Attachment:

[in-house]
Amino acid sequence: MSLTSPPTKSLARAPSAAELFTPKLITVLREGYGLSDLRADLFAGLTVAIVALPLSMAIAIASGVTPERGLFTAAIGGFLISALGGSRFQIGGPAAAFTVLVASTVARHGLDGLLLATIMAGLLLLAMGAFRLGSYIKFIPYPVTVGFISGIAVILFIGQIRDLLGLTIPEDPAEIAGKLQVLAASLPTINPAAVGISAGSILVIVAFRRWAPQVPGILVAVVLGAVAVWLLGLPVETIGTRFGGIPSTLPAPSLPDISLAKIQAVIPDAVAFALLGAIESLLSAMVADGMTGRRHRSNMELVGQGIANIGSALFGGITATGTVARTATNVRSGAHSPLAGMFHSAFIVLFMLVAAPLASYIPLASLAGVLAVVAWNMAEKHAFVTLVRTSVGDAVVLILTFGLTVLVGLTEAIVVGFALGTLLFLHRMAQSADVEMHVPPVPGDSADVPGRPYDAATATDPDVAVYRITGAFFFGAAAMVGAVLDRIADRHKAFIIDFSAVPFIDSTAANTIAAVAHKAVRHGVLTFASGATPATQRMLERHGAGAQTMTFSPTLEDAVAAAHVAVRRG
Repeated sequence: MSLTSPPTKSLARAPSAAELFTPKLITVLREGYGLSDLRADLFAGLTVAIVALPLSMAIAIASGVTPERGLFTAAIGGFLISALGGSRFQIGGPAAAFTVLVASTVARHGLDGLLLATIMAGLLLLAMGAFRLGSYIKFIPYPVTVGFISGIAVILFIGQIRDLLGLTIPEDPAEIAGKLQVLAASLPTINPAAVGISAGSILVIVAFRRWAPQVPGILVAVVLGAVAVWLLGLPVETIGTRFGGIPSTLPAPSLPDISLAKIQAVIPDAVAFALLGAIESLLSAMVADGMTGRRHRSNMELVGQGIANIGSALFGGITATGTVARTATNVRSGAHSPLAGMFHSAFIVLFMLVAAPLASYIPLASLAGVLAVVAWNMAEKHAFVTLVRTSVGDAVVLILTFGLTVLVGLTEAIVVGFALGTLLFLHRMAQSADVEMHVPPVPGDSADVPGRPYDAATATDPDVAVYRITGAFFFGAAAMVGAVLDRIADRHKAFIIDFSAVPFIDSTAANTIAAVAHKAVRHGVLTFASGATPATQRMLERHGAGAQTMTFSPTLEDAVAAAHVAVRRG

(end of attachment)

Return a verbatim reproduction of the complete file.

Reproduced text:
[in-house]
Amino acid sequence: MSLTSPPTKSLARAPSAAELFTPKLITVLREGYGLSDLRADLFAGLTVAIVALPLSMAIAIASGVTPERGLFTAAIGGFLISALGGSRFQIGGPAAAFTVLVASTVARHGLDGLLLATIMAGLLLLAMGAFRLGSYIKFIPYPVTVGFISGIAVILFIGQIRDLLGLTIPEDPAEIAGKLQVLAASLPTINPAAVGISAGSILVIVAFRRWAPQVPGILVAVVLGAVAVWLLGLPVETIGTRFGGIPSTLPAPSLPDISLAKIQAVIPDAVAFALLGAIESLLSAMVADGMTGRRHRSNMELVGQGIANIGSALFGGITATGTVARTATNVRSGAHSPLAGMFHSAFIVLFMLVAAPLASYIPLASLAGVLAVVAWNMAEKHAFVTLVRTSVGDAVVLILTFGLTVLVGLTEAIVVGFALGTLLFLHRMAQSADVEMHVPPVPGDSADVPGRPYDAATATDPDVAVYRITGAFFFGAAAMVGAVLDRIADRHKAFIIDFSAVPFIDSTAANTIAAVAHKAVRHGVLTFASGATPATQRMLERHGAGAQTMTFSPTLEDAVAAAHVAVRRG
Repeated sequence: MSLTSPPTKSLARAPSAAELFTPKLITVLREGYGLSDLRADLFAGLTVAIVALPLSMAIAIASGVTPERGLFTAAIGGFLISALGGSRFQIGGPAAAFTVLVASTVARHGLDGLLLATIMAGLLLLAMGAFRLGSYIKFIPYPVTVGFISGIAVILFIGQIRDLLGLTIPEDPAEIAGKLQVLAASLPTINPAAVGISAGSILVIVAFRRWAPQVPGILVAVVLGAVAVWLLGLPVETIGTRFGGIPSTLPAPSLPDISLAKIQAVIPDAVAFALLGAIESLLSAMVADGMTGRRHRSNMELVGQGIANIGSALFGGITATGTVARTATNVRSGAHSPLAGMFHSAFIVLFMLVAAPLASYIPLASLAGVLAVVAWNMAEKHAFVTLVRTSVGDAVVLILTFGLTVLVGLTEAIVVGFALGTLLFLHRMAQSADVEMHVPPVPGDSADVPGRPYDAATATDPDVAVYRITGAFFFGAAAMVGAVLDRIADRHKAFIIDFSAVPFIDSTAANTIAAVAHKAVRHGVLTFASGATPATQRMLERHGAGAQTMTFSPTLEDAVAAAHVAVRRG